Stitching Myself Back Together Again.



My forwards backwards journey towards getting back to who I was meant to be went something like this:

Tell someone. I did it accidentally.

Harry was a soldier in World War 2. His initial training ground just happened to be at my boarding school. I got phone all after phone call and letter after letter saying he was coming there for a reunion. The anxiety built in me, and one afternoon, following yet another phone call with Harry saying he couldn’t wait to see me, and me feeling I would rather shove red-hot barbed wire into my eyes…it all got too much.

I burst out crying and fled the boarding house. I was supposed to be going to netball training, but instead, found myself running down the avenue of memorial trees – blinded by the fear swallowing me up. And the tears.

I found myself on my knees, punching the rough bark of a tree, with blood dripping off my knuckles and coursing down to my elbows. A hand reached out and touched me hesitatingly on the shoulder, and I heard my friend, Roz, ask “Are you okay?”

I couldn’t speak. I was choking on salt and distress. And it didn’t matter. My beautiful, frightened friend just held me while I fell apart at the seams.

As soon as I could breathe again, Roz called her Mum. Doris came and got us both, and took me to their house. It was a safe place for me, and I blurted out my story over about 1 000 cups of coffee and twice as many cigarettes. Doris told me I needed to tell my Mum.

I have no idea what Doris said on the phone to Mum. But it must have been one of the most heart-breaking calls she had ever made. How do you tell someone their daughter has been raped since she was tiny?

I stayed there overnight, and Mum picked me up the next day. I don’t remember when or what I told her….but I knew she would tell Dad. Again with the debilitating terror. This was the point when I knew my life was about to fall apart; when I would lose everyone I loved, and I would ‘get in trouble.’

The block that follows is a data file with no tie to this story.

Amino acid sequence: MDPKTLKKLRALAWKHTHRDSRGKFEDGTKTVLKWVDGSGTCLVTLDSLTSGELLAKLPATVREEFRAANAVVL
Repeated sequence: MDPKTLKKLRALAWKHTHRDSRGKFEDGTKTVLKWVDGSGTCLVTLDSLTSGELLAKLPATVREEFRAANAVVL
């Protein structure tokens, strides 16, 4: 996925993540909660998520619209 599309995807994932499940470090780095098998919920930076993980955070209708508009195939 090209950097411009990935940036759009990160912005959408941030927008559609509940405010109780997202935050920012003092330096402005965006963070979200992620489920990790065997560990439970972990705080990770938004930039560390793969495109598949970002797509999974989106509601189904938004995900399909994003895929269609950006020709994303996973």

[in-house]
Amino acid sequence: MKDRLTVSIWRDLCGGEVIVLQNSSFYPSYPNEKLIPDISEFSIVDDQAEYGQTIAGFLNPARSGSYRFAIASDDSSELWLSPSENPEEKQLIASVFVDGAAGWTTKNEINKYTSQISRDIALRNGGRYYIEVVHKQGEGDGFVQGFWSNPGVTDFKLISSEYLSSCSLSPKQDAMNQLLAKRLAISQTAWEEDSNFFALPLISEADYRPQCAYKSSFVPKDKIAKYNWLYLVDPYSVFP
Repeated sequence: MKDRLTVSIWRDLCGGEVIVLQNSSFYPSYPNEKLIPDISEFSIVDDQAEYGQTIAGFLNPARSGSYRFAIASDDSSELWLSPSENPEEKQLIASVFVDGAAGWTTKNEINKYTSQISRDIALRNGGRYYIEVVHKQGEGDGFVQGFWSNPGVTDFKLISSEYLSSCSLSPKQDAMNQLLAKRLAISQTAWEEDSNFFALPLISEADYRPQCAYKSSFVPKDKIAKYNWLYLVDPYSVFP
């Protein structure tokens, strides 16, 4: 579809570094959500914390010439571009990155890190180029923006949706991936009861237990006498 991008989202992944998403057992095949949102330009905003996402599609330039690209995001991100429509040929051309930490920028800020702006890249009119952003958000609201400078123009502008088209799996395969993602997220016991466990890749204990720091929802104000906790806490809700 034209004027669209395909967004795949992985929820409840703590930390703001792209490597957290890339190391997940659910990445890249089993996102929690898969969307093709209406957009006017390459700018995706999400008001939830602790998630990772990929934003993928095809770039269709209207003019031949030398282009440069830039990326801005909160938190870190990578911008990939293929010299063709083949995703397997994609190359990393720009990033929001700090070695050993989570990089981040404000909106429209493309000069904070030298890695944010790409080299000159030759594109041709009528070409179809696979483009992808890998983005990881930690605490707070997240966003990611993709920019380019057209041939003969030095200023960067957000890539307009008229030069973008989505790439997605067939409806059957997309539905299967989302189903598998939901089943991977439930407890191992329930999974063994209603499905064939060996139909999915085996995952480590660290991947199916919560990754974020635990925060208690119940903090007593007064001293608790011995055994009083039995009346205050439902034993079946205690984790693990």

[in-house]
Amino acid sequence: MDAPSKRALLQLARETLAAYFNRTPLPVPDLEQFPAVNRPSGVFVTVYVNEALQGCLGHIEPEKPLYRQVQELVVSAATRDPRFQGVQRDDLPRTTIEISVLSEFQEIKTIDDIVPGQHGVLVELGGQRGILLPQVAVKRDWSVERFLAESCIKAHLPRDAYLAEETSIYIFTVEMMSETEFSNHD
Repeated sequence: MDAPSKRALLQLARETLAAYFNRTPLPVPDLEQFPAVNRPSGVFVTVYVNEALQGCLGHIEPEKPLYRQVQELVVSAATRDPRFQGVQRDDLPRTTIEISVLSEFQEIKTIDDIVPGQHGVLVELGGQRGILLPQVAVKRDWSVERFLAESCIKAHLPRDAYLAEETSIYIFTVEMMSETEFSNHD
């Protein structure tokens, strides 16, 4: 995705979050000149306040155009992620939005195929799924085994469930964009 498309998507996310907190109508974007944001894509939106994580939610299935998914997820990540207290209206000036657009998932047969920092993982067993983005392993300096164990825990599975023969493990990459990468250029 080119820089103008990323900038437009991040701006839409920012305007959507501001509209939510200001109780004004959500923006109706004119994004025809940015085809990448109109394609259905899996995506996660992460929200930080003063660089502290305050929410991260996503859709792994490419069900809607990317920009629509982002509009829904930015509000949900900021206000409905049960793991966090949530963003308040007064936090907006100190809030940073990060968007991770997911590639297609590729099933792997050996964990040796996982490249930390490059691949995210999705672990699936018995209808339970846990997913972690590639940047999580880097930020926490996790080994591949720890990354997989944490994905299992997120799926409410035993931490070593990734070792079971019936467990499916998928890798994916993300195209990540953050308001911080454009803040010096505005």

As soon as Doris had phoned up, Mum had gone to her GP. She had no idea where to turn. How afraid and lost she must have felt.

The second thing to do is find an official agency to help you.

Mum took me to the Sexual Abuse Clinic at Bendigo Hospital. My counsellor, Sharon, asked me to tell her my story. And I did. Emotionless. Like an automaton.

She asked me why I wasn’t crying. And told me that all the other kids she worked with cried when they first talked about what had happened.

There was other kids? What? I thought I was the only one!

And the floodgates opened.

I saw her several times a week for a few months. Then only when I needed to. And my therapy has gone on like that. When shit gets too hard – I go and find help. Most bigger hospitals have Abuse clinics annexed to them – just go and ask. You have nothing to lose. Special note: Sometimes the person you see isn’t the right fit – don’t be afraid to try someone else. It’s not personal, it just is.

Soon, Sharon suggested I might like to press charges.

Go to the Police.

Another friend I am blessed to have in my life, Kylie, came with me to the police station. She sat in the car for hours while I gave my statement. I couldn’t have driven anywhere. I was drained.

The police had reams of paper with old charges on it pertaining to Harry. And he had got off every single time. Mostly due to character references from church Ministers. Saying what a good bloke he was. Paedophiles don’t look like monsters…they’re generally charming and people oriented, who get on really well with children – they must appear squeaky clean to be above suspicion. This was the moment I lost faith in organised religion.

The police were so kind to me, and I was grateful. It was hard, telling the story yet again.

The case went to court, and Harry got 6 years. He was carted off to Pentridge in Melbourne, and quickly relocated to Sale, where apparently the ‘rock spiders’ are safer. Shame no-one had kept me safe…..

Harry served 2 years and 2 months. And was released. The whole time he was locked up, I experienced a sense of safety I had never known before.

Read and research. Listen to the stories of others and know you are not alone.

I read – a lot. There was no internet, so it was a paper-based gig. I can recommend “Breaking the Silence – Survivors of Child Abuse Speak Out’ by Liz Mullinar and Candice Hunt. It sits on my bookshelf still, gathering dust, but the pages are stained with pain. Hearing someone else’s story always make you think how lucky you were. And the idea of not being alone is very empowering.